The Dentist And The Empress

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Disheveled, distrait, and bone-tired, a dazzingly beautiful woman sat in the Paris residence of her American dentist, Thomas W. Evans. She did not have a dental appointment; the doctor, in fact, was not there. What she sought was sanctuary from the hatreds accompanying a revolution.

The lady was Eugénie, Empress of the French, Regent, and wife of Napoleon III. With her as she sat uneasily in Dr. Evans’ library was a faithful member of her Court, Madame Lebreton. The latter, through the good offices of a twenty-franc note, had gained entry to the mansion without disclosing their identities.

Time dragged. As the sun dropped toward the horizon on that historic day, September 4, 1870, when the Second Empire collapsed, Eugénie had good reason to review anxiously how she would be received by the doctor. He was, after all, a foreigner with perhaps even less inclination to take grave personal risks in her behalf than many high French personages who had already abandoned her.

A bit of political history sets the scene. France had been the foremost military power in Europe after the victory over Russia in the Crimea and the Austrians in northern Italy. But the German states, led by an aggressive Prussia, had overtaken and passed the French. Too late, with an unready army and untrustworthy allies, a bellicose France attacked Prussia in July on a trumped-up issue. Defeat followed quickly, at Wissembourg, Fröschwiller, Wörth, Forbach, Gravelotte—all names of infamy to a proud nation constrained to discard its expectations and its maps showing the road to Berlin. Then came the death stroke, the disaster of September 1 and 2 at Sedan. There the main French army was mousetrapped and destroyed, another shut up in Metz. Napoleon III was on his way to Wilhelmshöhe, near Cassel, as a prisoner of war. Eugene Louis Jean Joseph Napoleon, only child and heir of Napoleon and Eugénie, known as the Prince Imperial, was smuggled over the Belgian frontier dressed in the smock of a peasant lad.

Eugénie, heading the government as Regent, hardly eating or sleeping, wearing the same black cashmere dress with white lingerie collar and cuffs, kept going somehow on black coffee and chloral hydrate. The news from Sedan filtered into the capital on the afternoon of September third, confirmed by a tragic telegram from Napoleon. The way to Paris was open to the Prussians, and a revolution was in the making. On September 4, a Sunday of cloudless skies and autumn radiance, the Empress turned for protection to General Louis Trochu, Military Governor of Paris, a bombastic, theatrical, and ambitious officer, who pledged to defend the regime and the Empress to the death, saying, “Madame, I am a soldier, a Catholic, and a Breton.”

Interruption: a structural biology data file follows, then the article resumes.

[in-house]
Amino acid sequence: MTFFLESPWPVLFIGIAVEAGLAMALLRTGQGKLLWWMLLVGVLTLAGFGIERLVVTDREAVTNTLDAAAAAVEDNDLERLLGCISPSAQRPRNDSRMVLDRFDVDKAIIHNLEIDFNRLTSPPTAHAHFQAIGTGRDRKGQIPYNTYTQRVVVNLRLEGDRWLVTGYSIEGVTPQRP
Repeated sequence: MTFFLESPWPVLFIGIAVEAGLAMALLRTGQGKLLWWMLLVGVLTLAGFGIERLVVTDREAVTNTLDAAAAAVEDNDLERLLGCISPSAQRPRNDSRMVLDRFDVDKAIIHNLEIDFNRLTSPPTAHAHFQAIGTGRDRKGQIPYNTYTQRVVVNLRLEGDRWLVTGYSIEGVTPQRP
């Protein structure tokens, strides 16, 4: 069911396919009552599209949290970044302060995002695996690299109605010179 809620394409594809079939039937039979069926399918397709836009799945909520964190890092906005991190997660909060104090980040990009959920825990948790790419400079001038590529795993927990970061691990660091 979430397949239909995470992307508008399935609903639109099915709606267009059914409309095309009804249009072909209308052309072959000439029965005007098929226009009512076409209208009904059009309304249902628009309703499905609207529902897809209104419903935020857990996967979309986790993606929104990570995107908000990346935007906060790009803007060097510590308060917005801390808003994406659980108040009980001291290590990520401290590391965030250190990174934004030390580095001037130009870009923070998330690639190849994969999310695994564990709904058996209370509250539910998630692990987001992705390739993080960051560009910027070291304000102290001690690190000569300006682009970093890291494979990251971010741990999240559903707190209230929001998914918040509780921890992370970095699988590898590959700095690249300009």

But Trochu, also a grumbler with republican leanings and a popular following in Paris, chose to guard neither the Empress-Regent nor the Corps Législatif, which was evicted that very afternoon from the Chamber of Deputies by the rabble. All legitimate authority vanished. And when the Third Republic was proclaimed, according to revolutionary ritual, at the City Hall, symbol since 1789 of opposition to the rulers of France, it was Trochu who turned up as President under the new government. An armed multitude wearing improvised red caps and carrying the red flag flowed along the Rue de Rivoli—factory workers, national guards, ruffians in greasy blouses who emerged from the slums of Paris whenever there was an opportunity to threaten public order. The throng crossed the Place de la Concorde, pressed on to the Tuileries palace, shouting for abdication, pushing against the gates, shaking the gilded spikes of the fence, ripping down the imperial eagles. When Henri Chevreau, Minister of the Interior, cried, “All is lost, Madame!” Eugénie had a moment for a bit of gallows humor: “Has poor General Trochu been killed, then?” she asked.

Friends and officials quietly disappeared. Servants began to steal before her eyes. All who remained near the Empress agreed that in those last hours of crumbling authority she was firm, irreproachable, steadfast to duty, with the dignity of a sovereign. If her presence was a danger to France, she was ready to leave. Still at her side were M. Conti, the Emperor’s secretary, Admiral Jurien de la Graviere, aide-de-camp to the Emperor, her chamberlains and dames of honor, General François Certain Canrobert, a Marshal of France, Count Constantino Nigra, the Italian ambassador, and Prince Richard Metternich of Austria, all three her platonic lovers who had been devoted knights in her train. The Swiss guards, halberds in hand, still stood impassively on the grand staircase, but the antechambers of the fading regime were now deserted.